|Your child can be reading too fast. Think of it this way: If you were driving down the highway at 65 mph, how much much would you know about what you passed? You could probably remember some of the big things, but how about the details? Sometimes children can say the words on the page very quickly. This is part of fluency and is very helpful. It is not reading. Reading is making meaning of print.|
|Here is another way for you to know if the book is just right:
|Poor Retell- The Three Little Pigs“There was a pig that built a house with bricks. The wolf could not get him.”
||Good Retell- The Three Little Pigs“There were three little pigs that built houses. One pig made his house of straw and the wolf came and blew it down. He ate the pig! The second litte pig used sticks but the wolf still blew it down. He ate him too. (Wouldn’t the wolf be full?) There was a pig that built a house with bricks. The wolf could not get him.”
Click for a list of “just right” books.
|In Kent City Schools, we use the Rigby Benchmark Assessments in grades K-3. The chart will help you understand how your child’s Rigby level, which is a number, relates to a letter level you may find used.|
Are “Just Right” Books the Only Ones We Should Read?
|No! There are many ways you can use books at home that are too hard for your child to read independently:|
|Read to your child!||This is one of the favorite parts of our day. Children love being read to.When you read to your child you are modeling fluent reading with expression. You are able to read books that your child cannot read alone. You can discuss the story and practice retell with a beginning, middle, and end. You can talk about details in the story.|
|Your child can join in!||There may be some parts your child can read. Take turns reading.|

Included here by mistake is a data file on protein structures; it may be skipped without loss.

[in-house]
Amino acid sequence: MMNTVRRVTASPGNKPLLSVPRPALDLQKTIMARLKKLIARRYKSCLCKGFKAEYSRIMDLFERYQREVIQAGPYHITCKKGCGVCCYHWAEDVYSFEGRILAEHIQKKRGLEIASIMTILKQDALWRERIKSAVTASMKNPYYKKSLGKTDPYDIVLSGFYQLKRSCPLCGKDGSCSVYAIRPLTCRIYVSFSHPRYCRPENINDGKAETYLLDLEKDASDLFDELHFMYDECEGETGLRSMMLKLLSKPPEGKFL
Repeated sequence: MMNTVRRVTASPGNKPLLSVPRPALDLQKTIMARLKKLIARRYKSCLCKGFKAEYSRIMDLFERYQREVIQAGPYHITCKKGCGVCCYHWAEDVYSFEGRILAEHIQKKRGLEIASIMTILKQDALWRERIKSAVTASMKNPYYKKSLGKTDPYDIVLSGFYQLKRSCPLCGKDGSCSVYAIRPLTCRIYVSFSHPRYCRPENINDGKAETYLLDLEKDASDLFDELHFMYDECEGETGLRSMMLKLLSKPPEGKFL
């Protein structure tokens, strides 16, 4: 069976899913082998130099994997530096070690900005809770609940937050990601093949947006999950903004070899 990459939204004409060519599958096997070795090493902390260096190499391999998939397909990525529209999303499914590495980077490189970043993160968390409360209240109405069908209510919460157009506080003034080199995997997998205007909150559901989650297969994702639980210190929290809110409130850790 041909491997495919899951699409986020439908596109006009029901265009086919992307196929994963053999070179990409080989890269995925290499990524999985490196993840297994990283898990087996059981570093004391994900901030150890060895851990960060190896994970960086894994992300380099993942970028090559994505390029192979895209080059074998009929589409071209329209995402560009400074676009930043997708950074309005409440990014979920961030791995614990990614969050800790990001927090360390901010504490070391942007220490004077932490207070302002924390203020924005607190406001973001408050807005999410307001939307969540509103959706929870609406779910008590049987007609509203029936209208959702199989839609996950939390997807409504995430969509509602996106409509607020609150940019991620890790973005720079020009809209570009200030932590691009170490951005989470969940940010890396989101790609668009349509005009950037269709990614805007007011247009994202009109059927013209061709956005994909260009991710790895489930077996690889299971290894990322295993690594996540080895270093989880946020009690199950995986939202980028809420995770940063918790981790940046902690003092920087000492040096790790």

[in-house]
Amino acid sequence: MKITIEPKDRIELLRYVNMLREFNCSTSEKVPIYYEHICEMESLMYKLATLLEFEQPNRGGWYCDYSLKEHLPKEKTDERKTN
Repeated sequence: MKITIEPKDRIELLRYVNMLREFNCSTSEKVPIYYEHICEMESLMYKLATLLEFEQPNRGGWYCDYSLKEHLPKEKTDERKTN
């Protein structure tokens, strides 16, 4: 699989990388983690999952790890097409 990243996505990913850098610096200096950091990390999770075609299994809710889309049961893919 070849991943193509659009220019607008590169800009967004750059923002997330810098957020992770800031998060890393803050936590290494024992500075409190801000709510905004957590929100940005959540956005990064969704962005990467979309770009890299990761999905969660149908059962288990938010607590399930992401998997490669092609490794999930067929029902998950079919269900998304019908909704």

|Your child can read it after you.||You may notice that your child loves to read books you have already read aloud.In our class, I have a shelf where I place books that I have read aloud. The children are now familiar with the words and often read them finding the words less difficult.|
|Non-fiction books have features that will allow your child to read parts of the book and still learn many new things.||Often, the labels and picture captions are much easier to read and understand than the main text.You could read the main text and have your child try the captions with your support.|
|What if my child enjoys reading books that I know he or she does not understand?||Many children in first grade, especially after the second grading period, are very good at decoding (saying) the words. However, they may be unable to retell the story.I find that many children are motivated by reading chapter books, like Junie B. Jones, that I sometimes read to the children.If your child wishes to read these books, have him read it several times to pick up more details and do a good retell.|